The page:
23-year-old who's nabbed himself a house in the hot Auckland property market has proven the masses wrong by "doing, not whinging", says his mortgage broker.
Ryan Daum made a few sacrifices to put down his $50,000 deposit on the three-bedroom Papakura home, but it all became worth it when the house became his own five weeks ago.
"I just wanted to get into my own place as soon as possible – not be paying someone else's mortgage," the Auckland local said.
Daum said the deposit was over $50,000, and the house itself was $510,000.
"I don't want to make out that it's not a hard thing to do," he said.
Daum said he scrimped and saved as much as he could, without totally giving up socialising.
He didn't drink, minimised his spending on food and essentially lowered his standard of living.
"I just cut out a whole lot of luxuries, as you may call them."
He sold the "old, classic car" he had been driving around, which secured him a $20,000 lump sum that acted as a tidy start to his deposit.
Daum's mortgage broker, Mike Whittaker from Mike Whittaker Mortgages, said Ryan was the classic example of a "doer" not a "whinger". <br
>"He didn't get too caught up in the area that he was buying in."
Whittaker was hugely helpful in guiding him where to look and gave him realistic advice, Daum said.
"He got me some really good deals through the bank," said Daum, who had previously avoided dealing directly with banks.
"I wanted to stay in Howick where I'm from, but that just wasn't going to happen. Houses out there are going for around $800,000."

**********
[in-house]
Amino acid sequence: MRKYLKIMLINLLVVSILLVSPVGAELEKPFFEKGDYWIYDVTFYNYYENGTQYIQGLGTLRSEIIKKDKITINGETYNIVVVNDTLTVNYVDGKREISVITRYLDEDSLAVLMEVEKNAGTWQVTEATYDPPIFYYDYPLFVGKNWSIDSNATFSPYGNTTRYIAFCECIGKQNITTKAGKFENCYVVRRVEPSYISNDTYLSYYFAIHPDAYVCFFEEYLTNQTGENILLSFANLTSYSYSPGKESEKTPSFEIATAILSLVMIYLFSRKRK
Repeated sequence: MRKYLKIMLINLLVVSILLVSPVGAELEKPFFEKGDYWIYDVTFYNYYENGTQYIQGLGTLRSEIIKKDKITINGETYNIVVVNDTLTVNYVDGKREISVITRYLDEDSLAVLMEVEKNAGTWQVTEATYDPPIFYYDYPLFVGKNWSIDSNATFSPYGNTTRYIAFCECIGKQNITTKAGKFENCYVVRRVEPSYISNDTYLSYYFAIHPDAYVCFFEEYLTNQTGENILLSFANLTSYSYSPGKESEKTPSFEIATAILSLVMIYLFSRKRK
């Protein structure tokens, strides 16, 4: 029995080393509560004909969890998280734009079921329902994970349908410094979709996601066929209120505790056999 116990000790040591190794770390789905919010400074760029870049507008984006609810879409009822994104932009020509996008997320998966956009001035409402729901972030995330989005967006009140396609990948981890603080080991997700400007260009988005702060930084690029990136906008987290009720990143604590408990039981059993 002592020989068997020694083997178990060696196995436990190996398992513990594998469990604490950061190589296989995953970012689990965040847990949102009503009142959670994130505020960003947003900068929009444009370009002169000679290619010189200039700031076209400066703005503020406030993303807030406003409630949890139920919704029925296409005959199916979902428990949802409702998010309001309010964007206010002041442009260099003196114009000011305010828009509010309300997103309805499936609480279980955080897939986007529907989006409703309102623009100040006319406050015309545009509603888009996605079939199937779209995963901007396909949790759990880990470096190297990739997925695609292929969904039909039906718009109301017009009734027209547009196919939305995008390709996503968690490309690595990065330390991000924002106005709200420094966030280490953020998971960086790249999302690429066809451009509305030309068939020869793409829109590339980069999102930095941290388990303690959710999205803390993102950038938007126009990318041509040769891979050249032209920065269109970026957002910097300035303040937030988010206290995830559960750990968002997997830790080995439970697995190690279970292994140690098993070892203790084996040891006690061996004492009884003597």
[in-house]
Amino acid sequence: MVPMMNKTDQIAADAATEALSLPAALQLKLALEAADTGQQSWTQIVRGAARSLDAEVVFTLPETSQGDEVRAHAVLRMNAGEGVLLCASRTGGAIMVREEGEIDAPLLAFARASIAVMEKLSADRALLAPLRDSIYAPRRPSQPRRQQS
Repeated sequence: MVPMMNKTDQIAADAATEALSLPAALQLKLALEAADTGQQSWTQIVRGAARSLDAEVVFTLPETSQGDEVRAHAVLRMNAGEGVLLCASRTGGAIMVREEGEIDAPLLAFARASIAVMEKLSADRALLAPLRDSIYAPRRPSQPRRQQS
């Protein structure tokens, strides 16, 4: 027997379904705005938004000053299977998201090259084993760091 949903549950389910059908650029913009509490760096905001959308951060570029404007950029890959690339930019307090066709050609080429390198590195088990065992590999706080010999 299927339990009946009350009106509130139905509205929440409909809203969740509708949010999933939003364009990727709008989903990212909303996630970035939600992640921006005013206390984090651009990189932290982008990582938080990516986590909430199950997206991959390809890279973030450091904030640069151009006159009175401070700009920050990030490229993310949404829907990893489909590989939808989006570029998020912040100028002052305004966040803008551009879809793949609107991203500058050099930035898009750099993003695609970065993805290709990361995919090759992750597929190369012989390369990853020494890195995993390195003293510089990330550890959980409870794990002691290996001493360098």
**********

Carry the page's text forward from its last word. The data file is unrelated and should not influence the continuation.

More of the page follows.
"But I found this place in Papakura ... I work out at Ardmore airfield now so yeah, it's all good."
Daum said he'd been hard at work modernising the house since he moved in with his flatmates.
He was getting rid of raised gardens, widening the driveway and painting and re-jibbing walls and said he wanted it to be a home of his own rather than a "buy-and-sell" type home.
Daum said the pay in his current line of work was a factor in him being able to afford the deposit. He dropped out of school at just 16, when he began working for Sky TV as a media operator.
When he was 20 he got an apprenticeship with a aircraft maintenance company, then squeezed 15 exams into 18 months at Nelson Marlborough Institute of Technology to become a licensed aircraft maintenance engineer.
Mortgage broker Whittaker said his biggest frustration was people being overly-stubborn about location.
He said people wanted to buy in the inner-city areas they rented in, like Ponsonby.
"I mean, there's nothing wrong with Mangere Bridge."
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